You can work with a partner in your class and identify specific ways to strengthen each other’s essays. Although you may be uncomfortable sharing your writing at first, remember that each writer is working toward the same goal: a final draft that fits the audience and the purpose. Maintaining a positive attitude when providing feedback will put you and your partner at ease. The box that follows provides a useful framework for the peer review session.

Questions for Peer Review

Title of essay: ____________________________________________

Date: ____________________________________________

Writer’s name: ____________________________________________

Peer reviewer’s name: _________________________________________

  • This essay is about____________________________________________.
  • Your main points in this essay are____________________________________________.
  • What I most liked about this essay is____________________________________________.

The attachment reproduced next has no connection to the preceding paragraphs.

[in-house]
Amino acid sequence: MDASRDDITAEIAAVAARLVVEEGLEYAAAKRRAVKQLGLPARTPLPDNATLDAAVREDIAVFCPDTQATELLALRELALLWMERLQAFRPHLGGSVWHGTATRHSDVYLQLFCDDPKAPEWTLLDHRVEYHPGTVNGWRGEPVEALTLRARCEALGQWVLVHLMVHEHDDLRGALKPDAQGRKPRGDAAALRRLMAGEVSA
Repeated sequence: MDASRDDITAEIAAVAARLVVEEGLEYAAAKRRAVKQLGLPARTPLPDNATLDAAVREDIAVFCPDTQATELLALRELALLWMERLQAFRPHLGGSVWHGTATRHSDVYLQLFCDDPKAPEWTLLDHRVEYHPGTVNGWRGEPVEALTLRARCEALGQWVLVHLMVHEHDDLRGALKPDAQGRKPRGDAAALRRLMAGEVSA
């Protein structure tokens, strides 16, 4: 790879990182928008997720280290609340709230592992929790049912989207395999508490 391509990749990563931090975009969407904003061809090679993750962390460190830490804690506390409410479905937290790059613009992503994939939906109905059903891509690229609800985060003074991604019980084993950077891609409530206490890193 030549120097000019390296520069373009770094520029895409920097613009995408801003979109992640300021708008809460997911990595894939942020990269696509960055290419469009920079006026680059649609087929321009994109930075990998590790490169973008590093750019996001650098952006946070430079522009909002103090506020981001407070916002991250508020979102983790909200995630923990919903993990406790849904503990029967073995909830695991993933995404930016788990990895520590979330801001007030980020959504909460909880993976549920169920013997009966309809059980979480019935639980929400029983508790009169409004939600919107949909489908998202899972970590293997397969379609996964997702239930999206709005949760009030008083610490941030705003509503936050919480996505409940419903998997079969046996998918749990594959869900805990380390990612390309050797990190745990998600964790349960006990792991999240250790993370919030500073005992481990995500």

These three points struck me as your strongest:

These places in your essay are not clear to me:

a. Where: ____________________________________________

Needs improvement because__________________________________________

b. Where: ____________________________________________

Needs improvement because ____________________________________________

c. Where: ____________________________________________

The one additional change you could make that would improve this essay significantly is ____________________________________________.

One of the reasons why word-processing programs build in a reviewing feature is that workgroups have become a common feature in many businesses. Writing is often collaborative, and the members of a workgroup and their supervisors often critique group members’ work and offer feedback that will lead to a better final product.

Exchange essays with a classmate and complete a peer review of each other’s draft in progress. Remember to give positive feedback and to be courteous and polite in your responses. Focus on providing one positive comment and one question for more information to the author.

Using Feedback Objectively

The purpose of peer feedback is to receive constructive criticism of your essay. Your peer reviewer is your first real audience, and you have the opportunity to learn what confuses and delights a reader so that you can improve your work before sharing the final draft with a wider audience (or your intended audience).